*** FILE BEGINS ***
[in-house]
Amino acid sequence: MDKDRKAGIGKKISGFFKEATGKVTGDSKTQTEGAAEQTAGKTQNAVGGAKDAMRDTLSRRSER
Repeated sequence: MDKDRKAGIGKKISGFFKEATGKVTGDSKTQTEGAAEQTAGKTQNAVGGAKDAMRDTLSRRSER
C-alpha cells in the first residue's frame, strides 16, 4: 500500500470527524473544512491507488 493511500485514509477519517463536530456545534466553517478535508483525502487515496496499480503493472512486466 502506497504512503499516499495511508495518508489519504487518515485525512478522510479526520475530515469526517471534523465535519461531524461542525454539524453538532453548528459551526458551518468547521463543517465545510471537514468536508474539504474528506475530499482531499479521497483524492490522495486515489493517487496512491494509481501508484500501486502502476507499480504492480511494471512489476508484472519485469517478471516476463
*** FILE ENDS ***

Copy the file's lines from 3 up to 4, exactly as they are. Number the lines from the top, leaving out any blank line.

Repeated sequence: MDKDRKAGIGKKISGFFKEATGKVTGDSKTQTEGAAEQTAGKTQNAVGGAKDAMRDTLSRRSER
C-alpha cells in the first residue's frame, strides 16, 4: 500500500470527524473544512491507488 493511500485514509477519517463536530456545534466553517478535508483525502487515496496499480503493472512486466 502506497504512503499516499495511508495518508489519504487518515485525512478522510479526520475530515469526517471534523465535519461531524461542525454539524453538532453548528459551526458551518468547521463543517465545510471537514468536508474539504474528506475530499482531499479521497483524492490522495486515489493517487496512491494509481501508484500501486502502476507499480504492480511494471512489476508484472519485469517478471516476463